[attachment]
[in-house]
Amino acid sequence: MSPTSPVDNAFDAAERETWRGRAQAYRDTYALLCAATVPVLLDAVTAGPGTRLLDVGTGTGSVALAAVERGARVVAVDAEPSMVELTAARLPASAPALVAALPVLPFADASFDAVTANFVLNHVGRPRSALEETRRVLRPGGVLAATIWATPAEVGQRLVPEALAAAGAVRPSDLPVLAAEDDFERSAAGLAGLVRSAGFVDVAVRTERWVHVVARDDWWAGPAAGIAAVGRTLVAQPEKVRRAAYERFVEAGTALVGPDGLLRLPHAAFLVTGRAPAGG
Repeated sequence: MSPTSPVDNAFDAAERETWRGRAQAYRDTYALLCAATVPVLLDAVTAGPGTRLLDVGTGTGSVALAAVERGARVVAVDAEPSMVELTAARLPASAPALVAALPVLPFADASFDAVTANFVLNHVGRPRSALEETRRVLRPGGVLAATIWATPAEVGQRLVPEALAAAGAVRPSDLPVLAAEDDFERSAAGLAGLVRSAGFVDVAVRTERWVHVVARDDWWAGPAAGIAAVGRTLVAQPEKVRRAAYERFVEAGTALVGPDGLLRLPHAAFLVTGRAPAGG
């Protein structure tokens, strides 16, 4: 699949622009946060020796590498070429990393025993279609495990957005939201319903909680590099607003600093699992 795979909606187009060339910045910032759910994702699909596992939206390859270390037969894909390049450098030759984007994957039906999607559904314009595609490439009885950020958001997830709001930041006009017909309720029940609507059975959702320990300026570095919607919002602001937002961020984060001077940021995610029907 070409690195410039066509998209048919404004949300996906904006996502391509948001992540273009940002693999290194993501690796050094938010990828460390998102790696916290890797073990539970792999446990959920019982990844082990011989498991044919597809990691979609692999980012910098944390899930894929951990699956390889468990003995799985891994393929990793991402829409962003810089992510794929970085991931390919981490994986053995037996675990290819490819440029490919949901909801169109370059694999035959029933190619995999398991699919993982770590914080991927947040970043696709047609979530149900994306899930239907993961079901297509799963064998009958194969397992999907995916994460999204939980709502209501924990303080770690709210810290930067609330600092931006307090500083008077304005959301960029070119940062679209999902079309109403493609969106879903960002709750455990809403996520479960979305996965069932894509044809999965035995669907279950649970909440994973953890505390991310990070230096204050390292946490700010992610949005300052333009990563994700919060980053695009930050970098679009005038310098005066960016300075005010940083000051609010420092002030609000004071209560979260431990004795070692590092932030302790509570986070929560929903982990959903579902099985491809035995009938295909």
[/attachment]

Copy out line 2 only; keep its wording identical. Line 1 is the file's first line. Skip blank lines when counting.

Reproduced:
Amino acid sequence: MSPTSPVDNAFDAAERETWRGRAQAYRDTYALLCAATVPVLLDAVTAGPGTRLLDVGTGTGSVALAAVERGARVVAVDAEPSMVELTAARLPASAPALVAALPVLPFADASFDAVTANFVLNHVGRPRSALEETRRVLRPGGVLAATIWATPAEVGQRLVPEALAAAGAVRPSDLPVLAAEDDFERSAAGLAGLVRSAGFVDVAVRTERWVHVVARDDWWAGPAAGIAAVGRTLVAQPEKVRRAAYERFVEAGTALVGPDGLLRLPHAAFLVTGRAPAGG